For 10 months we’ve been encouraged to distance, isolate, quarantine. Cold words. Everything changed as we’ve lost our routines.
Nearly a year is a long time, said Pastor William Jensen of the Wittenberg Lutheran Center, who summed it up with, “It’s just hard.” He and other campus ministry leaders are finding ways to help students reconnect and ease the loneliness by drawing support from each other, and rebuilding hope in a return to normalcy.
The Campus Ministry Association and registered student organizations focused on faith and spirituality haven’t gone away. Instead they’re finding new ways to support spiritual health and well-being, including weekly services and programs, physically distanced dinners, and one-on-one counseling. The following is a sample of what’s being offered.
Wittenberg Lutheran Center
Services and programs: 10:30 a.m. Sunday, Bible study follows; 6:15 p.m. Wednesday chapel service, Bible study follows, 201 S. Main St., Normal
The Rev. William Jensen, or “Pastor Bill,” as he is known, has been with the Wittenberg Lutheran Center 20 years and is celebrating the 40th anniversary of the chapel this year. The Sunday service would normally attract about 25 students, but last fall, that dropped off because of the pandemic.
“As much now as ever, it’s needed because of this lengthy state of isolation,” he said of the need to connect with others.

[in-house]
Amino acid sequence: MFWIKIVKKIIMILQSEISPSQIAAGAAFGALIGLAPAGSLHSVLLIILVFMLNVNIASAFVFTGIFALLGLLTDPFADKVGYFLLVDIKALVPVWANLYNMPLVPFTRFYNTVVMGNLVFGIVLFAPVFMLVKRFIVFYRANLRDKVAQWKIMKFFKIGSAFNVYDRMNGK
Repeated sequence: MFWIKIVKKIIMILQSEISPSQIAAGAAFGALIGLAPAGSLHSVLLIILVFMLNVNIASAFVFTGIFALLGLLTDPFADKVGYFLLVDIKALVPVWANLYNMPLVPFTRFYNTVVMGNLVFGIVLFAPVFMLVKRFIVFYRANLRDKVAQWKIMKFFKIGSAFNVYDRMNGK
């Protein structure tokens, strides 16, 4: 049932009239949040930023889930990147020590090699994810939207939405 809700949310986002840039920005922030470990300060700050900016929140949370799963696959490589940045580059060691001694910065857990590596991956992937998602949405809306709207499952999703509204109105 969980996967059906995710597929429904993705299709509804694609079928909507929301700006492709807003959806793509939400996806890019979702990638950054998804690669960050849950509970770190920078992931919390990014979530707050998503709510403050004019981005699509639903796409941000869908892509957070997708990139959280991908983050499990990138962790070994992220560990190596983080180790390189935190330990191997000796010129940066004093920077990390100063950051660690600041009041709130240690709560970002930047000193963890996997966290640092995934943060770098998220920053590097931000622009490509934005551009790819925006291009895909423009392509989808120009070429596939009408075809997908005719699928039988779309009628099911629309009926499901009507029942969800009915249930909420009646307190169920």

Students can participate virtually. The pastor also gives the same sermon at St. Paul Lutheran Church in Lexington on Sundays, and that service is broadcast on Facebook Live.
Services at Wittenberg are only offered when ISU is in session. Sunday worship has resumed for the spring semester.
“We’re excited,” he said. “We have plenty of room to spread out. We follow all the protocols.”
Wittenberg also has an outreach program for international students. Pre-pandemic the center hosted International Neighbors night, a monthly dinner. Since that’s temporarily suspended, Wittenberg is supplying food to the School Street Food Pantry.
Jensen recognizes this is a challenging time for everyone, and wants students to know he’s also available if someone just wants to talk. Call (217) 836-9305, email WittenbergLCMS@gmail.com, or visit Wittenberg on Facebook.
Meetings: Shabbat dinner, 7 p.m. Fridays, and noon Sunday Brunch at 214 S. Linden St., Normal. Other events at 8 p.m. during the week at 214 S. Linden St., or via Zoom.
Led by Rabbi Chaim and Rochel Telsner, Chabad serves as a home away from home for Jewish students at Illinois State.
“Whatever it means to be there for the Jewish students on campus, that’s what we do,” Rochel Telsner said. “We’re their family.”
Chabad found ways to come together despite the COVID-19 pandemic, such as socially distanced weekly Shabbat dinners outdoors, which require a COVID-19 symptom check-in, a to-go Sunday brunch, and virtual Jewish study sessions.
“Our goal is to give students options to participate so they feel comfortable and safe,” said sophomore Chabad executive board member Gaby Goldman.
Chabad fosters a sense of community during these difficult times and is always accepting new members.
“We encourage new students that it’s OKto come on their own to events, and they’ll never be alone,” said senior Chabad executive board member Jessica Rubinstein.
The Impact Movement
Meetings: Bi-weekly, all-group meetings at 8 p.m. Mondays via Facebook and Instagram live. Women’s small group Bible study at 5:30 p.m. Thursdays via Zoom. Men’s small group Bible study at 7 p.m. Wednesdays via Zoom.
The Impact Movement allows Black students to practice their faith and build a sense of community at Illinois State. Anna Ruffin ’15 became involved with Impact as an undergraduate student and now works with the campus ministry.